Paine’s real genius is constructing a coherent, potent anthology that informs, delights, and fires the imagination, a work that both recovers a lost world and illustrates its continued relevance today.    Publishers Weekly (starred review)


Adventures with the Buddha eloquently distills the essence of Buddhism through nine of the greatest minds spanning three generations. Jeffery Paine, once again, offers an enchanting and powerful learning tools for students of Buddhism.  Tulku Thondup, author of The Healing Power of Mind


Highly enjoyable….Recommended.  Library Journal


Adventures with the Buddha is filled with stories of Westerners who have experienced mysteries, marvels, exotic discomforts, fabled temples, and that’s only the half of it. Then the internal adventures begin…as absorbing as stories from the romantic past, showing that the most exciting explorations take place within minds and hearts.    Booknotes



Enlightenment Town


In Enlightenment Town Jeffery Paine takes us on a journey to meet [the town’s] unforgettable inhabitants in Airstream trailers, disused mine shafts, and quiet retreats, across nineteen years. Fascinating, beautifully written, often funny, sometimes weird—you will love this modern Thoreau.   Nigel Hamilton, award-winning biographer of JFK, Thomas Mann, Bill Clinton, FDR, and others


As Jeffery Paine insinuates, even those of us who are “postreligious” nonetheless seek some “hallowed understanding” of the human condition. Paine writes such vivid stories about Crestone’s eclectic spiritual characters that I have to confess, that I am charmed beyond belief.   Kai Bird, Pulitzer Prize-winning biographer of Robert Oppenheimer and Jimmy Carter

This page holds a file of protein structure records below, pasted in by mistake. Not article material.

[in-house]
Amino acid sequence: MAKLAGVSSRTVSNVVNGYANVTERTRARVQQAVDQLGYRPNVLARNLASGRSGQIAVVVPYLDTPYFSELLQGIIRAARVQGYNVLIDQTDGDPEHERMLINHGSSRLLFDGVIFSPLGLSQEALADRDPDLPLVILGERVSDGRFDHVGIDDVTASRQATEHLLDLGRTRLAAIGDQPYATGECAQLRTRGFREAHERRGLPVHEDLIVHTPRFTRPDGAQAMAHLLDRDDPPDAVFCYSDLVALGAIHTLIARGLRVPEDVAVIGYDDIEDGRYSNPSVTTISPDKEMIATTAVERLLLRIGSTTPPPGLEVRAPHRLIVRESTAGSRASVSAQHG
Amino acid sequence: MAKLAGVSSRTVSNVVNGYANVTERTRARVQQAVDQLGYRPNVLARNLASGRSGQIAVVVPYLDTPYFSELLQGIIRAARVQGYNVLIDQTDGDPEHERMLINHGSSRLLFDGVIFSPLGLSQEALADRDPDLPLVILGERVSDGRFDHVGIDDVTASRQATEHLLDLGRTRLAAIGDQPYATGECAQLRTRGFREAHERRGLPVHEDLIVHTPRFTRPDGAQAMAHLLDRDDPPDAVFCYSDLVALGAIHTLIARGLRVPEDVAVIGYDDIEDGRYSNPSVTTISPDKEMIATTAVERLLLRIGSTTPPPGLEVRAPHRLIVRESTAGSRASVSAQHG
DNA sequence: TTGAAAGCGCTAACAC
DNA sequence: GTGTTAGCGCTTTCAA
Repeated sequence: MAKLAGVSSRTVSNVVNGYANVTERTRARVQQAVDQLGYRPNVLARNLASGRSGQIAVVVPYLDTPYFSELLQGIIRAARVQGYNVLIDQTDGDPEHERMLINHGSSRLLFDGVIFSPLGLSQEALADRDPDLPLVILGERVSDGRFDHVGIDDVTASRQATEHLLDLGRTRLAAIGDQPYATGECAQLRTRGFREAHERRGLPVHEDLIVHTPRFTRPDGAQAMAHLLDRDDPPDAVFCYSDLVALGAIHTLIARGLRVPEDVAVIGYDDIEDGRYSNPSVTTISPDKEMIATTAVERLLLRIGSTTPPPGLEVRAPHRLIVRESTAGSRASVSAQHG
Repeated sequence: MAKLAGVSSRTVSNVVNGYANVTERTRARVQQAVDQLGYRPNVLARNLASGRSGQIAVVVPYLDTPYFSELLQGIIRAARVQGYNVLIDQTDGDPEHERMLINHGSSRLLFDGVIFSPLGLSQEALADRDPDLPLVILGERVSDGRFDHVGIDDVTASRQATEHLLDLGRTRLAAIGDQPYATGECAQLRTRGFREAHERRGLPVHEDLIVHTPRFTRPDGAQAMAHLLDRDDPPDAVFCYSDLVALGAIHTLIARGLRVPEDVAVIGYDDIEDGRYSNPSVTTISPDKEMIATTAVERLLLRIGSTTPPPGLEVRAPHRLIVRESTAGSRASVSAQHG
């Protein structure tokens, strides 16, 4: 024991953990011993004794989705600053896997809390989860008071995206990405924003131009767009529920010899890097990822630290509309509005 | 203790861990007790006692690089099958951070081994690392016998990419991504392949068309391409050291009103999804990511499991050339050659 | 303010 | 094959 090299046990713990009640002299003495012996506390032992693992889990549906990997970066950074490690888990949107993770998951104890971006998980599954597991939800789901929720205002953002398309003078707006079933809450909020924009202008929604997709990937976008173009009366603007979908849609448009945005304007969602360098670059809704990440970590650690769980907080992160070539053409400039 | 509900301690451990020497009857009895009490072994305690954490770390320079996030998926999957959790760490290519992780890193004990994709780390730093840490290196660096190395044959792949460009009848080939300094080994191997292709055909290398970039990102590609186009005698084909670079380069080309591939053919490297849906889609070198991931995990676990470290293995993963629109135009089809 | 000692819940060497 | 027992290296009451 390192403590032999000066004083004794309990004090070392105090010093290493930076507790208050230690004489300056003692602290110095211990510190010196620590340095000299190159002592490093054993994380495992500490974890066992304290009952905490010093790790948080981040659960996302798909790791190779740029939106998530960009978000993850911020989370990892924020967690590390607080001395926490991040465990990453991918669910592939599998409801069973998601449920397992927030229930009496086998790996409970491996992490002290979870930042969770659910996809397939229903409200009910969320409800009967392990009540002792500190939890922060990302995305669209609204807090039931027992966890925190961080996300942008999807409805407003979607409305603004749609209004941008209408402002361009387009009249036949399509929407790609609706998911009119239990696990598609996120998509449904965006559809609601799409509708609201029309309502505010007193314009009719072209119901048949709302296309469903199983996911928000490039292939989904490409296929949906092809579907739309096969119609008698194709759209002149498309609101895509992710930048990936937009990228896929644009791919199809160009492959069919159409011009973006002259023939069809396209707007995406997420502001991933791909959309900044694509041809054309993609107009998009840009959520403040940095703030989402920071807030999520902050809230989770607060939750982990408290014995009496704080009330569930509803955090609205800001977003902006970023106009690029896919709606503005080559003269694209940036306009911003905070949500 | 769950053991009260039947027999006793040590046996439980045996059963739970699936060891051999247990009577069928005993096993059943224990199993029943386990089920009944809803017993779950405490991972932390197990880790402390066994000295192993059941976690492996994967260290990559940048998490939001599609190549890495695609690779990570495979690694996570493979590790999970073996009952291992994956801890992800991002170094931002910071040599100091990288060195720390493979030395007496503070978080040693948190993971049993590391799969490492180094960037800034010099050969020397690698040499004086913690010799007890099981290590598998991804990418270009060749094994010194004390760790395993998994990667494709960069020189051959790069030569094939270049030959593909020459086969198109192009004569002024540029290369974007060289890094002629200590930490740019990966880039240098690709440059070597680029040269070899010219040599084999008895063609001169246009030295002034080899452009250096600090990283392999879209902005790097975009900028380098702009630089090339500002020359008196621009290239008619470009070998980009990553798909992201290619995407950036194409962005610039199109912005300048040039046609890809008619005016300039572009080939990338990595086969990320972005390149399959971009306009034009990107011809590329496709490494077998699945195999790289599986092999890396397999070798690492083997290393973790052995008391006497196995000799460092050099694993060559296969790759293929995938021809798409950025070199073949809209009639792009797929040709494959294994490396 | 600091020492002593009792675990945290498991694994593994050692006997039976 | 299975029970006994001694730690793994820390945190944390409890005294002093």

What if Thornton Wilder had read The Tibetan Book of the Dead before writing Our Town?... What if Billy Graham had befriended Allen Ginsberg and they had done ayahuasca together? This is the sort of wild nowhere/everywhere American landscape that Jeffery Paine describes with great flair, courage, and insight in Enlightenment Town.    Dana Sawyer, author of Houston Smith and The Transcendental Meditation Movement


Enlightenment Town is a generous, delightful book, full of divine misfits and quasi-saints who have dared—or been forced—to widen their (and our) horizons. You won’t be able to resist Jeffery Paine’s openness to this community, nor his sly proposal that spiritual life can be gentler and quite a bit wilder.    Kate Wheeler, meditation teacher and prize-winning author of Not Where I Started From and When Mountains Walked

Allen Page

Jeffery Paine, about the time he began writing poetry,

some of which is included in this collection.

This book of poems may be unique, in one way. Jeffery Paine spent nearly sixty years (!) working on this, his first collection—for six decades in odd hours writing and rewriting, reworking and revising, honing and beginning anew. JP decided not to publish a single poem till this small-scale whole shebang was ready; also he tried not to write what might be, in essence, the same poem twice. (JP, with the Nobel Prize-winning poet Joseph Brodsky, did however edit a fat anthology of modern international poems: The Poetry of Our World.)

   In other genres JP published widely but he may be best known for ushering Eastern culture and spirituality to popular audiences in the West. “Jeffery Paine is an unusual voice in American letters,” so observed Indian novelist and Undersecretary General of the United Nations Shashi Tharoor, “one steeped in the wisdom of the East and yet infused with a knowing and witty sensibility that is profoundly Western.”

   Although JP’s books Father India, Re-enchantment: Tibetan Buddhism Comes to the West, and Enlightenment Town were each named in various media a “Best Book of the Year,” they didn’t make him rich, i. e. provide a livable income. He thus indulged his penchant for working in older buildings.

   JP helped manage the oldest hotel in Amsterdam (dating from 1654). He worked in advertising, partly because the office was the oldest house in San Francisco (converted). He edited a magazine in the Smithsonian Castle in Washington DC, his office being where once Abraham Lincoln came to view official parades. He taught specialized literature in Descartes’ bedroom. That’s about the respectable side of it.

   Since Eternity, Speak with This Living Man took six decades, JP’s next book of poetry, if published, will be published in a parallel universe.